What happens to the limb muscles during sleep?
NREM: slightly decreased tone
REM: mrkldy relaxed - atonia
What changes in the upper airway muscles occur during sleep?
Upper airway: resistance increases
Lower airway: dilator muscles reduce to reduce resistance.
What happens to Gastric Acid secretions during sleep?
They peak between 10pm and 2am
What happens to gastric motility during sleep?
Mostly inhibition of motor functions.
What 2 changes in esophageal function take place during sleep?
-Swallowing suppressed
-Saliva output decreased
How is intestinal motility affected by sleep?
-Migrating motor complex recurs every 90 min in stomach and small intestine, but at its lowest velocity relative to other times of the day.
What does the periodicity of the MMC correlate with?
The NREM/REM cycle
What important hormones are released during sleep?
Growth hormone
Gonadotropic hormone
When do plasma concentrations of GH peak? How long does it stay?
-90 min after sleep onset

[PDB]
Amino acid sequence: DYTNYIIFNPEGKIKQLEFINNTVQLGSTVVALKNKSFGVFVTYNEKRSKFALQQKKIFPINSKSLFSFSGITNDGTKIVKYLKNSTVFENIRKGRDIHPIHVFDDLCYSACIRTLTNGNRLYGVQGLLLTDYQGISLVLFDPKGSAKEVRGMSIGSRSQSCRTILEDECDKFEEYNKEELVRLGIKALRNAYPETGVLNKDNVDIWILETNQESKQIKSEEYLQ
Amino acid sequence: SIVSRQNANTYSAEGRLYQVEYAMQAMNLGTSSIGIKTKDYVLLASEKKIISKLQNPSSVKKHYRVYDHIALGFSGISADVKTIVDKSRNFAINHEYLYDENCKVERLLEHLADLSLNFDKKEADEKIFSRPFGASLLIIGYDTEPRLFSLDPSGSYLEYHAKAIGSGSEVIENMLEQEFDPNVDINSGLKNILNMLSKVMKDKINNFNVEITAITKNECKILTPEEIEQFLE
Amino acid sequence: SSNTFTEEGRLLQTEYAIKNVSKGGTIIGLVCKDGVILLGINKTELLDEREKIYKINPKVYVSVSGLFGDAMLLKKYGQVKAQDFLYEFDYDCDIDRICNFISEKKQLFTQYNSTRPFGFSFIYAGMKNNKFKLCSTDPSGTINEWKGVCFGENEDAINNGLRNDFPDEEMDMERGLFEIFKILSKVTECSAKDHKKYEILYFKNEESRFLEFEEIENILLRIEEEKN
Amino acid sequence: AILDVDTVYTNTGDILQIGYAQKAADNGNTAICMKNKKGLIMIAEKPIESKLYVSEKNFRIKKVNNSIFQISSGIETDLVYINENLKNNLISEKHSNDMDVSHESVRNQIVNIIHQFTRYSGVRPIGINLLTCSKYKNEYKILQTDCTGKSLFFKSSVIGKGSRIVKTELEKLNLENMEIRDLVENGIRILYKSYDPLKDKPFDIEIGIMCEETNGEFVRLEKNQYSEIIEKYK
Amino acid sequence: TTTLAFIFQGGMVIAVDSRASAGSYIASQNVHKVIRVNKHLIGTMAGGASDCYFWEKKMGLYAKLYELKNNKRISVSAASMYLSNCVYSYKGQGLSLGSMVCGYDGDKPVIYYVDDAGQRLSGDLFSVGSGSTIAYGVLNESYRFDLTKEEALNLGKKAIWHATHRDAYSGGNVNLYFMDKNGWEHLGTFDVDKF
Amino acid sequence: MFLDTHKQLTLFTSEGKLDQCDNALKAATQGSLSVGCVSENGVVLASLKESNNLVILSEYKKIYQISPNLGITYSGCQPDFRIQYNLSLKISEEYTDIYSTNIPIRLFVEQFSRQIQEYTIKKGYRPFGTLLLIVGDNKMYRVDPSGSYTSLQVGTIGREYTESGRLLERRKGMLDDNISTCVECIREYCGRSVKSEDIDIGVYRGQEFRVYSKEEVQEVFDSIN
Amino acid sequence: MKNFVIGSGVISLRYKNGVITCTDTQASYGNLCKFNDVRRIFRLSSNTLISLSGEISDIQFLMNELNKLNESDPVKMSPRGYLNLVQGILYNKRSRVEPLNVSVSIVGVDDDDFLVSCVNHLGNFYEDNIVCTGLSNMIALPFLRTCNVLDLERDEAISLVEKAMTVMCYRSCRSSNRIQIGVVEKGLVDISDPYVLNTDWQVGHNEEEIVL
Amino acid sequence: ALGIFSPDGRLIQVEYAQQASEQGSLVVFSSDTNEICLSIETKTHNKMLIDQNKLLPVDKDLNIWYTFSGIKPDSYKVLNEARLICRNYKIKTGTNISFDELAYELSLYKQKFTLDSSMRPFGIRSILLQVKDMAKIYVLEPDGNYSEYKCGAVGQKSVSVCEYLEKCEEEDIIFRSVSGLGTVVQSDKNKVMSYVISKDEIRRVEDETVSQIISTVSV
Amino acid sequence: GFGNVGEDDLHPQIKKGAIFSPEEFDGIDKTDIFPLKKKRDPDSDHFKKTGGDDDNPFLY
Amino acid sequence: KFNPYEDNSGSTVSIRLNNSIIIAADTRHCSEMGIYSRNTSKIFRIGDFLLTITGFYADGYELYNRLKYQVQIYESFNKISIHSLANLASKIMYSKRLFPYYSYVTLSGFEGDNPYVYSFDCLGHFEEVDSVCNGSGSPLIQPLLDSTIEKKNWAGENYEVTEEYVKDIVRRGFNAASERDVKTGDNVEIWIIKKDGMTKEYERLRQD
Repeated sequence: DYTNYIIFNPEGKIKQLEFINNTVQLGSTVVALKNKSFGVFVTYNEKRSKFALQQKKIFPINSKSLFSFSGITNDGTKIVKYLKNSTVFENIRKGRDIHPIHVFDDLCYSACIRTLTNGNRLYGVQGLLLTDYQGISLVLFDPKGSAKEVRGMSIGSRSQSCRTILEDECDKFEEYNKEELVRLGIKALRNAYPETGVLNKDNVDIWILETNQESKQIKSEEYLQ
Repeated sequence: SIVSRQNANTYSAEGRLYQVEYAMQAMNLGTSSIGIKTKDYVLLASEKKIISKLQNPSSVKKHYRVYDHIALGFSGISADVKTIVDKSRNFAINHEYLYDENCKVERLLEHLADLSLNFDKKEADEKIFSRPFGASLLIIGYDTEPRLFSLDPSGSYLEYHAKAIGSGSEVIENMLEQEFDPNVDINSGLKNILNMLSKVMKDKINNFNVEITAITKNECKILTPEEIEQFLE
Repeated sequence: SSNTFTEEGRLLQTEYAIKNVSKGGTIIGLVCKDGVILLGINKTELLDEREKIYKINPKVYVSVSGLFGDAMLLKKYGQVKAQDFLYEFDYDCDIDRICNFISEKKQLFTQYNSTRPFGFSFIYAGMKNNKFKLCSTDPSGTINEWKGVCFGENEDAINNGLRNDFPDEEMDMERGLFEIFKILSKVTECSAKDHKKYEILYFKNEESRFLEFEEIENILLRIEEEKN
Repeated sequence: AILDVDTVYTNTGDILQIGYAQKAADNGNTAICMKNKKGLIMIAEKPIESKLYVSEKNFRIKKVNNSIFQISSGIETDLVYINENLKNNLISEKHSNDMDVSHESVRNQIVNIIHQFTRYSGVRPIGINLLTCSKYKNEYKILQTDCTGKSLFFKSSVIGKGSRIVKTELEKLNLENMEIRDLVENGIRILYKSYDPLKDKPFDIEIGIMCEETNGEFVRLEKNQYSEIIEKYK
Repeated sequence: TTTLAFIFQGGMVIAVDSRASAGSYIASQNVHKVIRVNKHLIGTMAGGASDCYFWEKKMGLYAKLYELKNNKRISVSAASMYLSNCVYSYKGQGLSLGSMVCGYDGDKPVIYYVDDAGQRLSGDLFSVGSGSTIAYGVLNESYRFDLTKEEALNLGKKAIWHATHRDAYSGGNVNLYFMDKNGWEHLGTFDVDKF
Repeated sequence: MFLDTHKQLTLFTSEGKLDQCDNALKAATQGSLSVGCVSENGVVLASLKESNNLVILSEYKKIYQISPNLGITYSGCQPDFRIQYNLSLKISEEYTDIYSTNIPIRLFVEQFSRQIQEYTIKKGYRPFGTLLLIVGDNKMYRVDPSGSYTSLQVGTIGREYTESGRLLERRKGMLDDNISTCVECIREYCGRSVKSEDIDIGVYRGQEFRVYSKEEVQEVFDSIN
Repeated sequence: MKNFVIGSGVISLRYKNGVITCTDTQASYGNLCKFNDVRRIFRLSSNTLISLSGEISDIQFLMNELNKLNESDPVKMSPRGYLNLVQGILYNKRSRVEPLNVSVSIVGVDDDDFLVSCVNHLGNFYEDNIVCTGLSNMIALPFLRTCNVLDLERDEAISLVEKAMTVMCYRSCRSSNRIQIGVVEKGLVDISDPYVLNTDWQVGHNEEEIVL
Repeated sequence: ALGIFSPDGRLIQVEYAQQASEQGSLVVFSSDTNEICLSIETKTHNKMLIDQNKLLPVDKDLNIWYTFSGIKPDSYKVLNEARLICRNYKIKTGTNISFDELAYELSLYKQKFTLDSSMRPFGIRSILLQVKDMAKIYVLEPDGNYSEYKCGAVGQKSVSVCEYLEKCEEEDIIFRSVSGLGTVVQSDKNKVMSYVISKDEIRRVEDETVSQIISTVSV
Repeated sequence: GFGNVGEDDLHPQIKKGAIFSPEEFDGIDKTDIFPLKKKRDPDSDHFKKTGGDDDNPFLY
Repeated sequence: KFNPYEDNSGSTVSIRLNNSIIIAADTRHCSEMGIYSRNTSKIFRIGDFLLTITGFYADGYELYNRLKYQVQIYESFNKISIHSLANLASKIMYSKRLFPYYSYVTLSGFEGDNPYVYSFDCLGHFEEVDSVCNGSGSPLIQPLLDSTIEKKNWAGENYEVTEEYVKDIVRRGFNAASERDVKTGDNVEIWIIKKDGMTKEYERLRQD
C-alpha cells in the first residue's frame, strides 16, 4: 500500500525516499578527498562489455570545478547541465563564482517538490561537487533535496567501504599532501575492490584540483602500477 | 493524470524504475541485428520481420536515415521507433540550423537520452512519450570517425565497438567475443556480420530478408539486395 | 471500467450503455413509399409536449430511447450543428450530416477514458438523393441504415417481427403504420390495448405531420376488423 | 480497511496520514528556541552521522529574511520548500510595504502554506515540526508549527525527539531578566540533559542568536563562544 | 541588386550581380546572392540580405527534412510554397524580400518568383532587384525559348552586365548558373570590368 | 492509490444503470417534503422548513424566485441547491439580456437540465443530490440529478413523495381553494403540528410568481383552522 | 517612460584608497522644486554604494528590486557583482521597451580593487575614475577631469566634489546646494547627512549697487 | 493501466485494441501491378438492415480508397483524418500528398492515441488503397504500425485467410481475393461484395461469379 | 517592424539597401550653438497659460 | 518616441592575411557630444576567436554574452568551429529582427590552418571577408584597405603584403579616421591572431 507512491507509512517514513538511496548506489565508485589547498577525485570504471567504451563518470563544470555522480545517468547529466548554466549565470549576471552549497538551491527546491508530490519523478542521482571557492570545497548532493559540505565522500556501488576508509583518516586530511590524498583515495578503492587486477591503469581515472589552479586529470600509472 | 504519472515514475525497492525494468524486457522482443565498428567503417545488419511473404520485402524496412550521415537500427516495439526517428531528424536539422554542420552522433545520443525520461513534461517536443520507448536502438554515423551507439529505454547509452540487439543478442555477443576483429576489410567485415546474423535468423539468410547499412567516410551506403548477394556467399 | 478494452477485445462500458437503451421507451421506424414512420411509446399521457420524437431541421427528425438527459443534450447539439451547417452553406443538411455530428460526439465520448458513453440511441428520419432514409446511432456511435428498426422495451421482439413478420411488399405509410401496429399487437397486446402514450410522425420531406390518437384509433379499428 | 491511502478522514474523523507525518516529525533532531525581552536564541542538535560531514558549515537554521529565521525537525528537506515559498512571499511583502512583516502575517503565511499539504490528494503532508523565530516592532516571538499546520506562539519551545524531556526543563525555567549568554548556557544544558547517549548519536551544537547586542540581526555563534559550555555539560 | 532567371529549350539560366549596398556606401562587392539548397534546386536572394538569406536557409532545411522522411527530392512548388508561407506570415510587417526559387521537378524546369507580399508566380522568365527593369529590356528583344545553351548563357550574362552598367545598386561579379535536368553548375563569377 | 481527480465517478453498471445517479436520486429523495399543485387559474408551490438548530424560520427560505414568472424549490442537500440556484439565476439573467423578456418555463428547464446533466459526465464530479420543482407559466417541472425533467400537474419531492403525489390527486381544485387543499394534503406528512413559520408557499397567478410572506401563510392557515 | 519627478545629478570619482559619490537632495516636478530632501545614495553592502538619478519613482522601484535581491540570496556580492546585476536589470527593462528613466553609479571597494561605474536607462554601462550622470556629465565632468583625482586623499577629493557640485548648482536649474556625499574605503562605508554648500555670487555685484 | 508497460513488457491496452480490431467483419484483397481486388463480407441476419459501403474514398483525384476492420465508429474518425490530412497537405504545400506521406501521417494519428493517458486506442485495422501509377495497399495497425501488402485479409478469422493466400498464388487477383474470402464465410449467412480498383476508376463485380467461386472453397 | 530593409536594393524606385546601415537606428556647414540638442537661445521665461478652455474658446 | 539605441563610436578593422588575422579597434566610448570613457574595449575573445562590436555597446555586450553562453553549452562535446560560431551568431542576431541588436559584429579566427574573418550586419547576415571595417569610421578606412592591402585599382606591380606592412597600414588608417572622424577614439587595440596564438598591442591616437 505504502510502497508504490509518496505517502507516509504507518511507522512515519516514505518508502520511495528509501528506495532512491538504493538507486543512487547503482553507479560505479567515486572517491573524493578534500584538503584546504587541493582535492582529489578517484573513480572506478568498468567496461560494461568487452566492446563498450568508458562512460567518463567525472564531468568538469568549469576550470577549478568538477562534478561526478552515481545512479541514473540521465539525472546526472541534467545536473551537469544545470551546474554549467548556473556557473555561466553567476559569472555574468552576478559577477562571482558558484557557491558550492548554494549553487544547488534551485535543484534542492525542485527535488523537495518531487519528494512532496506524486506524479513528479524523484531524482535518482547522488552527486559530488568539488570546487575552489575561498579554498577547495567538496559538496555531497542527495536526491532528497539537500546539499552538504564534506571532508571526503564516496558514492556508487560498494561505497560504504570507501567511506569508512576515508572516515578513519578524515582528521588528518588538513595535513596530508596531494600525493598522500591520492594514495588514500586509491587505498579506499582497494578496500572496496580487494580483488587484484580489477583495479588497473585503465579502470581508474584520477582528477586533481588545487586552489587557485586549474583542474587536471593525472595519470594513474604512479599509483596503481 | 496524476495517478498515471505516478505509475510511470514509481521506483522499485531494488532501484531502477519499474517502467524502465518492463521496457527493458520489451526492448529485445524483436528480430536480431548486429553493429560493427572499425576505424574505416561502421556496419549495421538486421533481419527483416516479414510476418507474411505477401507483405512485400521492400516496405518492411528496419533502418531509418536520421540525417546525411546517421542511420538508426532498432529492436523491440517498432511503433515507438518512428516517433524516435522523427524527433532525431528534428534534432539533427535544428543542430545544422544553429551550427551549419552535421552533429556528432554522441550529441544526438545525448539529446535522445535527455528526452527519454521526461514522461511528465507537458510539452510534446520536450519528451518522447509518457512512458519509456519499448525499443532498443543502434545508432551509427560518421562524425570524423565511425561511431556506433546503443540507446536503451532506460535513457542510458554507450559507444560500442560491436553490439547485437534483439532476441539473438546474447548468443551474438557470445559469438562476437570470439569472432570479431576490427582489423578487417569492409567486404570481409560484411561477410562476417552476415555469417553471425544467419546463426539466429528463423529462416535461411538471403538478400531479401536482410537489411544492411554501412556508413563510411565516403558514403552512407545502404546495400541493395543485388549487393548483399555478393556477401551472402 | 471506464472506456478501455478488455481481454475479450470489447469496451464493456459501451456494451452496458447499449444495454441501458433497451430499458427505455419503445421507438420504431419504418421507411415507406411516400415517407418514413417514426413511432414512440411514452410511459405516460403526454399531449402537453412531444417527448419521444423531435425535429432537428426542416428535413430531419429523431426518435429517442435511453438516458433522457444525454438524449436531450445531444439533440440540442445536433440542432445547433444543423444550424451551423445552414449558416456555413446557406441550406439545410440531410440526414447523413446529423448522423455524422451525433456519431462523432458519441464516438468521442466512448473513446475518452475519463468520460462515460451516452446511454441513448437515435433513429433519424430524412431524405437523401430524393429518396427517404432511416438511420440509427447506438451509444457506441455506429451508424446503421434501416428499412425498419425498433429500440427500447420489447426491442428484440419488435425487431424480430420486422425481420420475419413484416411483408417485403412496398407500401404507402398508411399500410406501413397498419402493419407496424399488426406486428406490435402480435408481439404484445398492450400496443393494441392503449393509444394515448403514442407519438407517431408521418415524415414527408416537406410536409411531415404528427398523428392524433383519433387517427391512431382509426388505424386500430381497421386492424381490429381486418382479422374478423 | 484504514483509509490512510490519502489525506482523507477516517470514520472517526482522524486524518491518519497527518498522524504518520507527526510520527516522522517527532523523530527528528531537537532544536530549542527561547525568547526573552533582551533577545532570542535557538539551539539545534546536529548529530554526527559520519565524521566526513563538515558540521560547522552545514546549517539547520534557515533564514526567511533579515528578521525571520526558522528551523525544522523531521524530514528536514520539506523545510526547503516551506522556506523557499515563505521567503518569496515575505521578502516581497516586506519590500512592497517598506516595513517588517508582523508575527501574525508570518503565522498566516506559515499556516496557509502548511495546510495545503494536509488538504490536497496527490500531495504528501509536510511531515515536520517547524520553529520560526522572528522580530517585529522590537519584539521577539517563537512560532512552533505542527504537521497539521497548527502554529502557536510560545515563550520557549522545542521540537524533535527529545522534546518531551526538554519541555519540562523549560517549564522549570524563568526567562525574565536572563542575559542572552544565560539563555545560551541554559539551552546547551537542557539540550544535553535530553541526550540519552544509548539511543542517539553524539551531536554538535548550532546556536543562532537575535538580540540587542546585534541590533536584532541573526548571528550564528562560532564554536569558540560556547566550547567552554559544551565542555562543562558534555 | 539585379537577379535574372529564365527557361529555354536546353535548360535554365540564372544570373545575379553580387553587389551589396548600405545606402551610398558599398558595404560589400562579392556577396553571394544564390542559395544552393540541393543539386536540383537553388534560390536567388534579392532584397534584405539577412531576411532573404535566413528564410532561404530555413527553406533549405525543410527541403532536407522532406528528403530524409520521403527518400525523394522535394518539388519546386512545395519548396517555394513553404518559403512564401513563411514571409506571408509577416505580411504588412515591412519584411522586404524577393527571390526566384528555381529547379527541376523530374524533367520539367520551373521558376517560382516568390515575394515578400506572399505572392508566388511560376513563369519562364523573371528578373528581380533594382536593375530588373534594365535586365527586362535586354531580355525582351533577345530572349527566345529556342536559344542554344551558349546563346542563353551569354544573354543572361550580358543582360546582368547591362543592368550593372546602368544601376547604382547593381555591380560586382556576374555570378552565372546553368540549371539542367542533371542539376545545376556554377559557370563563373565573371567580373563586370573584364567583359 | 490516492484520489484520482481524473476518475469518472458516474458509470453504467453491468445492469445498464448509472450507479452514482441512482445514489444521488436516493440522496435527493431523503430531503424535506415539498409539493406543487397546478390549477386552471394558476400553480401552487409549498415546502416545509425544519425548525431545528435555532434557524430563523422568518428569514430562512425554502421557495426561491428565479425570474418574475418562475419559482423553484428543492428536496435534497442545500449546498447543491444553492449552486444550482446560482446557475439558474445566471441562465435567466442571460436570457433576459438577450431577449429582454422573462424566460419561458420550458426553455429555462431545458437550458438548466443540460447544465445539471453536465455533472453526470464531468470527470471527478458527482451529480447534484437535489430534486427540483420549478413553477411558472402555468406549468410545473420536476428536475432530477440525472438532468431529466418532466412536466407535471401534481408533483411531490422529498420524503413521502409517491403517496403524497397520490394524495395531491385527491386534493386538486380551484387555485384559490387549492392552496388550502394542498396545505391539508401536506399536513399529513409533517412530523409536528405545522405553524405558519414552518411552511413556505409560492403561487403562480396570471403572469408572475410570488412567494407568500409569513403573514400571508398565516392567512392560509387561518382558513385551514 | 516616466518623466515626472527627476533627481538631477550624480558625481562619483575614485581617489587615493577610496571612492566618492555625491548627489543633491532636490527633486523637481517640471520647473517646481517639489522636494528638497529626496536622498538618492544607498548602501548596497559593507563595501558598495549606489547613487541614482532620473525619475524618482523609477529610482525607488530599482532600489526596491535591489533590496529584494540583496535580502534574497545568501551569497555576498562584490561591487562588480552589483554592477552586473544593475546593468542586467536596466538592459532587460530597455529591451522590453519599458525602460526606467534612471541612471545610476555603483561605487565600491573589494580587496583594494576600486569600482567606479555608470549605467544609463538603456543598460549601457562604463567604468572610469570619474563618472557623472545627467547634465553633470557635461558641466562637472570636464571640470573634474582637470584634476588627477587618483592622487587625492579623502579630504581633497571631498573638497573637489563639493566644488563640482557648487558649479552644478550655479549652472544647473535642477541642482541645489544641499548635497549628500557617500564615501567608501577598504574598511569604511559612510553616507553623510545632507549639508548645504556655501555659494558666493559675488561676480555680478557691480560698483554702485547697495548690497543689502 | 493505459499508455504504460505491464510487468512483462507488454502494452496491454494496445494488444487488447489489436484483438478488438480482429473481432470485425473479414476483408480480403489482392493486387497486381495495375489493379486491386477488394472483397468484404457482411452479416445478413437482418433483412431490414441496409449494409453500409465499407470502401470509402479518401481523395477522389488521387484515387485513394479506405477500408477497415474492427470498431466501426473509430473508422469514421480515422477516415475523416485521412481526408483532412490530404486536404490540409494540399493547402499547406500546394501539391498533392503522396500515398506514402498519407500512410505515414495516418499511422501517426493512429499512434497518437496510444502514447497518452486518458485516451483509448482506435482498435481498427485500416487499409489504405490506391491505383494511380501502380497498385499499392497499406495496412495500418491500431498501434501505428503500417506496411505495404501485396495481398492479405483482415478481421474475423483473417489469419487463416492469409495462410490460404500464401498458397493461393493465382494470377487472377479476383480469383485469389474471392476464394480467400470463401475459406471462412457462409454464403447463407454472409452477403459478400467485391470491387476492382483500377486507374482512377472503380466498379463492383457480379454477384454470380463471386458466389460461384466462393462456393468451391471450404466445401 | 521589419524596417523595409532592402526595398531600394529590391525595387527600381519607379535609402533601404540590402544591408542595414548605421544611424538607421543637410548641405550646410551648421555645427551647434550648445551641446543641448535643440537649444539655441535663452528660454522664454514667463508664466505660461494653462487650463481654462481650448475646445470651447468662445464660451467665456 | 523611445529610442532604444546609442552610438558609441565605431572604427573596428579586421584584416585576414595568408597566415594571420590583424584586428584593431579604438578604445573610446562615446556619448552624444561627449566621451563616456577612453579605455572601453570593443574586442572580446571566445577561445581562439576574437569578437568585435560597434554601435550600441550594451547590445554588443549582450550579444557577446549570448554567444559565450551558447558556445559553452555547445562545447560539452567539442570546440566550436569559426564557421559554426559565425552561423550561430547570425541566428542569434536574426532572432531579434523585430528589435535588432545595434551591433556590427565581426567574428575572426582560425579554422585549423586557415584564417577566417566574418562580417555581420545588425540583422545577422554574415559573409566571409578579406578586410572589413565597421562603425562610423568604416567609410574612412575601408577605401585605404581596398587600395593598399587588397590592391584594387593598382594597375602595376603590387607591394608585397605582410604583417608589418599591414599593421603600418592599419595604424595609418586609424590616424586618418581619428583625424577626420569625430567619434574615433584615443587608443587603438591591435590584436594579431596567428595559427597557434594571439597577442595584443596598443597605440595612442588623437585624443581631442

-circulates 1-3 hrs during SWS
What does ACTH induce?
Cortisol release
When does Cortesol peak and at its lowest?
Lowest: in early part of sleep
Peak: between 4-8 AM
When is prolactin highest and when does it begin to rise?
Begins to incr 60-90 min after sleep onset
-Highest during sleep from 5AM-7
When do Gonadotropic hormones increase?
During prepuberty and puberty - during sleep
3 hormones with no relationship to sleep:
What is the relationship of TSH with sleep?
Highest just before bedtime, lowest during day
When does aldosterone peak?
Just before bedtime
When does melatonin begin to rise and peak?
-Begins to rise in evening
-Peaks betwen 3-5AM.
What suppresses melatonin levels?
Bright light
What might be the function of sleep?
Energy conseration